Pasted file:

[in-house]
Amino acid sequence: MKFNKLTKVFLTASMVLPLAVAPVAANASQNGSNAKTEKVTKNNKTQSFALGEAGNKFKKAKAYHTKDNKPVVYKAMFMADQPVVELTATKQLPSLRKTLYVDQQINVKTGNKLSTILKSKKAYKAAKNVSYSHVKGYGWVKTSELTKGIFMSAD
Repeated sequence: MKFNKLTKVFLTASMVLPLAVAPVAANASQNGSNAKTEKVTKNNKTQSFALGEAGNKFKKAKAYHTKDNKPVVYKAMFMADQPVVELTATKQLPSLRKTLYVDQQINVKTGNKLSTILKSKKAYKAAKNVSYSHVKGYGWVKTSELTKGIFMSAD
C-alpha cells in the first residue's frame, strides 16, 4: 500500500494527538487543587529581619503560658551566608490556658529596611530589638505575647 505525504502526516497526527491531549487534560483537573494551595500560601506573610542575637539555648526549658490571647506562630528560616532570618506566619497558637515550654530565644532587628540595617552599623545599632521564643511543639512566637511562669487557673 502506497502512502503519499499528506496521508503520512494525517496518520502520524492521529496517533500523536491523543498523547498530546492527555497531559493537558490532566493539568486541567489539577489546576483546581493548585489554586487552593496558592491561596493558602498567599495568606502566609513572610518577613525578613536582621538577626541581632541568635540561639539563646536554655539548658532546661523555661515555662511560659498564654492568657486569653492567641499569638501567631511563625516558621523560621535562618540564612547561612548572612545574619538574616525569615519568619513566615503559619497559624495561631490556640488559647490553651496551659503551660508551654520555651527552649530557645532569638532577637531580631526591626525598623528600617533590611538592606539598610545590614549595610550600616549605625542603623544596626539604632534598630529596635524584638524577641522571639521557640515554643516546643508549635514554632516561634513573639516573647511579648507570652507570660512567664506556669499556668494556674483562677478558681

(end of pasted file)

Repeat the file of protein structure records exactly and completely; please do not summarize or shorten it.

[in-house]
Amino acid sequence: MKFNKLTKVFLTASMVLPLAVAPVAANASQNGSNAKTEKVTKNNKTQSFALGEAGNKFKKAKAYHTKDNKPVVYKAMFMADQPVVELTATKQLPSLRKTLYVDQQINVKTGNKLSTILKSKKAYKAAKNVSYSHVKGYGWVKTSELTKGIFMSAD
Repeated sequence: MKFNKLTKVFLTASMVLPLAVAPVAANASQNGSNAKTEKVTKNNKTQSFALGEAGNKFKKAKAYHTKDNKPVVYKAMFMADQPVVELTATKQLPSLRKTLYVDQQINVKTGNKLSTILKSKKAYKAAKNVSYSHVKGYGWVKTSELTKGIFMSAD
C-alpha cells in the first residue's frame, strides 16, 4: 500500500494527538487543587529581619503560658551566608490556658529596611530589638505575647 505525504502526516497526527491531549487534560483537573494551595500560601506573610542575637539555648526549658490571647506562630528560616532570618506566619497558637515550654530565644532587628540595617552599623545599632521564643511543639512566637511562669487557673 502506497502512502503519499499528506496521508503520512494525517496518520502520524492521529496517533500523536491523543498523547498530546492527555497531559493537558490532566493539568486541567489539577489546576483546581493548585489554586487552593496558592491561596493558602498567599495568606502566609513572610518577613525578613536582621538577626541581632541568635540561639539563646536554655539548658532546661523555661515555662511560659498564654492568657486569653492567641499569638501567631511563625516558621523560621535562618540564612547561612548572612545574619538574616525569615519568619513566615503559619497559624495561631490556640488559647490553651496551659503551660508551654520555651527552649530557645532569638532577637531580631526591626525598623528600617533590611538592606539598610545590614549595610550600616549605625542603623544596626539604632534598630529596635524584638524577641522571639521557640515554643516546643508549635514554632516561634513573639516573647511579648507570652507570660512567664506556669499556668494556674483562677478558681